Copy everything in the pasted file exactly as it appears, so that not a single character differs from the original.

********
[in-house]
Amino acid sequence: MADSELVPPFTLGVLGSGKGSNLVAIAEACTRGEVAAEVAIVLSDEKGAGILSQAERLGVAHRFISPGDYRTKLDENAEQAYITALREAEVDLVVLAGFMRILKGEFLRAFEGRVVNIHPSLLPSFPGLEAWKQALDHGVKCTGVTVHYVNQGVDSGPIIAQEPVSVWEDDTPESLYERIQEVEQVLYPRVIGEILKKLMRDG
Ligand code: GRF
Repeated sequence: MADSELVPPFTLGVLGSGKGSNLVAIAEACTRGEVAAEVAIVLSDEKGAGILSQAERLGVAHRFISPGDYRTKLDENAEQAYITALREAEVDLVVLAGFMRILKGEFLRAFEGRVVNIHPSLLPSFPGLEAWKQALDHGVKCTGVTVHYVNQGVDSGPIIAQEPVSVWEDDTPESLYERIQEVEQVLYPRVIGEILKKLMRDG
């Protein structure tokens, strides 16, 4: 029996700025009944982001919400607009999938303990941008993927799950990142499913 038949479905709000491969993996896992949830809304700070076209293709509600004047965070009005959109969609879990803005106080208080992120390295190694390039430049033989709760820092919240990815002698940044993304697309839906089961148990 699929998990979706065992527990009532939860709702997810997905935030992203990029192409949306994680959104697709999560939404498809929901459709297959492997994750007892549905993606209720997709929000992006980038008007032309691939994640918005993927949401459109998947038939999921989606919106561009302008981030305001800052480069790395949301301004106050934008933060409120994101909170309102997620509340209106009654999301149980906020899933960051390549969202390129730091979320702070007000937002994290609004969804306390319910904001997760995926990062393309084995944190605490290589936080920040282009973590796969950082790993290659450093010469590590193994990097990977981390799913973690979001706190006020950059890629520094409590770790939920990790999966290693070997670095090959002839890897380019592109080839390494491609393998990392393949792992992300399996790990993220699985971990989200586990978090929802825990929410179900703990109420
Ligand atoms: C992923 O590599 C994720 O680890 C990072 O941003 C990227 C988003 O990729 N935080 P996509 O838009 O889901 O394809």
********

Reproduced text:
[in-house]
Amino acid sequence: MADSELVPPFTLGVLGSGKGSNLVAIAEACTRGEVAAEVAIVLSDEKGAGILSQAERLGVAHRFISPGDYRTKLDENAEQAYITALREAEVDLVVLAGFMRILKGEFLRAFEGRVVNIHPSLLPSFPGLEAWKQALDHGVKCTGVTVHYVNQGVDSGPIIAQEPVSVWEDDTPESLYERIQEVEQVLYPRVIGEILKKLMRDG
Ligand code: GRF
Repeated sequence: MADSELVPPFTLGVLGSGKGSNLVAIAEACTRGEVAAEVAIVLSDEKGAGILSQAERLGVAHRFISPGDYRTKLDENAEQAYITALREAEVDLVVLAGFMRILKGEFLRAFEGRVVNIHPSLLPSFPGLEAWKQALDHGVKCTGVTVHYVNQGVDSGPIIAQEPVSVWEDDTPESLYERIQEVEQVLYPRVIGEILKKLMRDG
């Protein structure tokens, strides 16, 4: 029996700025009944982001919400607009999938303990941008993927799950990142499913 038949479905709000491969993996896992949830809304700070076209293709509600004047965070009005959109969609879990803005106080208080992120390295190694390039430049033989709760820092919240990815002698940044993304697309839906089961148990 699929998990979706065992527990009532939860709702997810997905935030992203990029192409949306994680959104697709999560939404498809929901459709297959492997994750007892549905993606209720997709929000992006980038008007032309691939994640918005993927949401459109998947038939999921989606919106561009302008981030305001800052480069790395949301301004106050934008933060409120994101909170309102997620509340209106009654999301149980906020899933960051390549969202390129730091979320702070007000937002994290609004969804306390319910904001997760995926990062393309084995944190605490290589936080920040282009973590796969950082790993290659450093010469590590193994990097990977981390799913973690979001706190006020950059890629520094409590770790939920990790999966290693070997670095090959002839890897380019592109080839390494491609393998990392393949792992992300399996790990993220699985971990989200586990978090929802825990929410179900703990109420
Ligand atoms: C992923 O590599 C994720 O680890 C990072 O941003 C990227 C988003 O990729 N935080 P996509 O838009 O889901 O394809």